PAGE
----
There was a thread in Civil Aviation
on this site started in November 2019 titled ‘TE901 28th November 1979 - 40th anniversary’ which is worth reading, and which doesn’t need me repeating any details of the inquiries here. There are also a lot of resources online to find out more. YouTube videos were my own first go-to sources for further knowledge on this. https://www.erebus.co.nz/
is also a definitive site on the tragedy (Sourced February 2020).
As we banked around, I looked for any signs of wreckage, but I couldn’t see anything – maybe I needed binoculars. I actually didn’t see anyone with binoculars during the trip as I recall, but it would have been a handy item for more detail, overall that is. Those with zoom lens cameras would have got the best benefit of this aspect though.
The only aircraft wreck (a small part of) I have seen in situ to date is the Catalina Flying Boat on Lord Howe Island. Thinking about air accidents during this stage of the flight, it is poignant, that as a result of tragedy, the changes and learnings from these events often change in large ways or small to make flying safer. The opportunity I had today, and the preparation that went into it, had some relevance in this tragedy in 1979.
Now during our banking around Mount Erebus, it was announced that a marriage proposal had taken place on board. This is not unusual on these flights. This was not one of the themed flights though, where special events take place, like new years’ - with live bands, or citizenship ceremonies for Australia Day flights. I didn’t want to do a themed flight at the outset, as I wasn’t after the party atmosphere, or the hearts, roses or flags. I am also wondering now about the live band, from the point of view of space, reach of pax and the aircraft noise – interesting!What groups of people do these flights?
My observations (based on this one only of course) were that most of the people were in the older, retirement age group, and couples. The second largest group to me was young, to middle aged adults, my age group. There weren’t a lot of young families. I only saw about three school-age children. There were some students, whom I believe were on a study trip, also some who won a trip. The gender mix overall was fairly equal in my opinion.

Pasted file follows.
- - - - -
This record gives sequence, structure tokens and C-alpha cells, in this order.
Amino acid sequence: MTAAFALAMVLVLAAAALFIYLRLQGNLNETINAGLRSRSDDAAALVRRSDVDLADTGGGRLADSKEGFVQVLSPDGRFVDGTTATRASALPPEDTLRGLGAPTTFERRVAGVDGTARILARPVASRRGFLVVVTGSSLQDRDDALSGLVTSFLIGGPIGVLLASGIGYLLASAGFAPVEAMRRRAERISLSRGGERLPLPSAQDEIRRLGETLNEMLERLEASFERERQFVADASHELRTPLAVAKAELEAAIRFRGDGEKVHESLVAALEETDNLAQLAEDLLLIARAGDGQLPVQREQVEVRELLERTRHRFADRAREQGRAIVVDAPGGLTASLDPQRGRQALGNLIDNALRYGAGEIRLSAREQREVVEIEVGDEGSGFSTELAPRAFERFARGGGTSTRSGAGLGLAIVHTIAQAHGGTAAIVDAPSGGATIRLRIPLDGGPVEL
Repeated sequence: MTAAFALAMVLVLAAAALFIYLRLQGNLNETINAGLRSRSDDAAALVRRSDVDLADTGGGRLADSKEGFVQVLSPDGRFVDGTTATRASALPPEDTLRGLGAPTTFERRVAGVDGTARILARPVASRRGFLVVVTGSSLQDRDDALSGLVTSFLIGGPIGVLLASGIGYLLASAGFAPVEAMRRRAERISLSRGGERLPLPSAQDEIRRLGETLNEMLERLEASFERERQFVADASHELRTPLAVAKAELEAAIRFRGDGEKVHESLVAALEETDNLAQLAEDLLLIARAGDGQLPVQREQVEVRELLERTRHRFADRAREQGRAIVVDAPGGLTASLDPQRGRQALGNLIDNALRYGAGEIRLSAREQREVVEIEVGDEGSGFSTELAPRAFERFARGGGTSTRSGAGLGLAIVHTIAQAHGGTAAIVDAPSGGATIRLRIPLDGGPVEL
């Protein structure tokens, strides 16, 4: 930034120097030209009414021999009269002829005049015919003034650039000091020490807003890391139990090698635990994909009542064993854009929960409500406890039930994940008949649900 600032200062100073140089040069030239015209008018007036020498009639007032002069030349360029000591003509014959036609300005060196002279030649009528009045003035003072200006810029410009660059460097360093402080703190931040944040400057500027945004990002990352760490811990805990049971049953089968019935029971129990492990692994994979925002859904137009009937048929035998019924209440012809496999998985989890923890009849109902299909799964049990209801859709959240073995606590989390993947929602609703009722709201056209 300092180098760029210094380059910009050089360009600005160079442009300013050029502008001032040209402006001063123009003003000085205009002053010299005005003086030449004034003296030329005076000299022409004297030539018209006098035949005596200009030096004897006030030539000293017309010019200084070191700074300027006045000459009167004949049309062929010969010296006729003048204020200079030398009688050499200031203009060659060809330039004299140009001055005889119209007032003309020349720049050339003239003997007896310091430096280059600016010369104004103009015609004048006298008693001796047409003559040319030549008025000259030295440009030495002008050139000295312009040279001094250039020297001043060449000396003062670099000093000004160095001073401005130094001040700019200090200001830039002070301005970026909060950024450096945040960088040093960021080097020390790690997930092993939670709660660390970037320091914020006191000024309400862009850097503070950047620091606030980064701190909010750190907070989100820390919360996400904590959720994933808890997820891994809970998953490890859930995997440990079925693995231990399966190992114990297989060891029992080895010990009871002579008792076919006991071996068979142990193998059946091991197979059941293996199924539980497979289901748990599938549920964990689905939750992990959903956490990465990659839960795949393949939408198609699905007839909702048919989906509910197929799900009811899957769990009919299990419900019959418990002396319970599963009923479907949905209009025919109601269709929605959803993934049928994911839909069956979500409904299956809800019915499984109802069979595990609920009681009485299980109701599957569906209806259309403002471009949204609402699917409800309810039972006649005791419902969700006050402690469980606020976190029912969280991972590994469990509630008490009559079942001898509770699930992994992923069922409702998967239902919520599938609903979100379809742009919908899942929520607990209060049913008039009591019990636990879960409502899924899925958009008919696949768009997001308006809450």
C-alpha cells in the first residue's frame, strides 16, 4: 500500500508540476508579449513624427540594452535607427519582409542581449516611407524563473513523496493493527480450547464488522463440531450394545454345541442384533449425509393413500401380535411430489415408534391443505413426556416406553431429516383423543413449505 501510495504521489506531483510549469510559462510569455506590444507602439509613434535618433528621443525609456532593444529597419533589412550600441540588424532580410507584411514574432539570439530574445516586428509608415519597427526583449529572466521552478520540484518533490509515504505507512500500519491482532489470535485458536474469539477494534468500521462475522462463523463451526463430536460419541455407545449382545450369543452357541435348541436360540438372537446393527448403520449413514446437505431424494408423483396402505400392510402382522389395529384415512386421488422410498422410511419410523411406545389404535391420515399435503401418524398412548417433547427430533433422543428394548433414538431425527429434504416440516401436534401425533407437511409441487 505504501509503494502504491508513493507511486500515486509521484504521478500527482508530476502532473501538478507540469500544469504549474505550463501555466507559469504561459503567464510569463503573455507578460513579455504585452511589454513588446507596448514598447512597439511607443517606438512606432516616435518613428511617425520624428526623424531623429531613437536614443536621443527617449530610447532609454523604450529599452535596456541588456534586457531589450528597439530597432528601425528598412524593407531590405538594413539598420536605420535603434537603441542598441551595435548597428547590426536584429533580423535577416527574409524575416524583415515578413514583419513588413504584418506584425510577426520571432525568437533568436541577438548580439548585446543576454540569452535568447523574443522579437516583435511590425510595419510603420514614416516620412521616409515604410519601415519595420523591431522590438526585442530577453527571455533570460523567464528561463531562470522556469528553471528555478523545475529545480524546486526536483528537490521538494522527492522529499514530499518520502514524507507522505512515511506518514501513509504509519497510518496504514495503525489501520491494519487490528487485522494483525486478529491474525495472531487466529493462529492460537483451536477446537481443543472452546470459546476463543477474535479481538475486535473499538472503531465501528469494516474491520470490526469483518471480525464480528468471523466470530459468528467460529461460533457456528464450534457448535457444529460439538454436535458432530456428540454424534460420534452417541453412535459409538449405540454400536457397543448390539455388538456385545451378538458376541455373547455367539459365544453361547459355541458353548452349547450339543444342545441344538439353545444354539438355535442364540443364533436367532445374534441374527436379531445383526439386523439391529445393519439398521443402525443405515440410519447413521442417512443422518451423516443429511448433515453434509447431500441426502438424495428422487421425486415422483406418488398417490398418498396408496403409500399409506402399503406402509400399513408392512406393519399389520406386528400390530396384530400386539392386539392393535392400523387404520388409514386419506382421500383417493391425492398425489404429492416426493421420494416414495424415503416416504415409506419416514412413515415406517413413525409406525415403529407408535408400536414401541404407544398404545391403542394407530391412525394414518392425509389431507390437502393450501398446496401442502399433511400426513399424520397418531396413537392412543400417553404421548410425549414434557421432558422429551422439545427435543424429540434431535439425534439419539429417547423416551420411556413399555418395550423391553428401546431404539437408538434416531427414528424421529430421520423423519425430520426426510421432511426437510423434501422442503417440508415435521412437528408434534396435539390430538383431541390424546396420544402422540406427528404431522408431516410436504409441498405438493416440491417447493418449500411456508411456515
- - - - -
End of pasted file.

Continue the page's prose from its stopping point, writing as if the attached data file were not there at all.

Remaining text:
I got the impression that most were there for the special unique experience; the interest of Antarctica, research or scientific or hobby. They weren’t there for the 747 experience, primarily. Av geeks on this trip didn’t stand out, to me at least, as would be the case on the final domestic Qantas 747 flights. I would say most if not all of the pax were Australian, with a large number of local Tasmanian travellers, based on the people that I met.Grounded sea ice.Ross Sea, McMurdo Sound and Mount Erebus.Image courtesy of Sky Video Productions 2018.Image courtesy of Sky Video Productions 2018.Image courtesy of Sky Video Productions 2018.
The second lecturer was Ian Allison, who was an Hon Research Professor at the Antarctica Climate and Ecosystems Cooperative Research Centre in Hobart. He has studied ice and climate in Antarctica for 45 years, spent 15 months at Mawson Station, and was part of 25 research expeditions to the Antarctic.
Further highlights from the commentaries include: the difference of 1000 kilometres in the distribution of sea ice between summer and winter; the first climb of Mount Minto in 1988 by an Australian expedition; the effect of the shine or reflection on the ice (shown in some of the photos here) – known as wind glaze; the shades of white and blue colour and the reflection and absorption of light – one of the best light shows in the world in my opinion; and the behaviour of the Emperor Penguins and the four rookeries in the Ross Sea area, and the Weddell Seals. I didn’t see any penguins or seals – again, binoculars would have helped this.
My visual highlights were the wind glaze effect, and the reflection and absorption of light, particularly later into the afternoon, and also, the fall of the snow and ice on the changing landscape. Next to these moments, the exposed rock was a highlight, as I mentioned in Part 1, you got to see what the ground without its cover looks like (in this area), and my expectation was not this.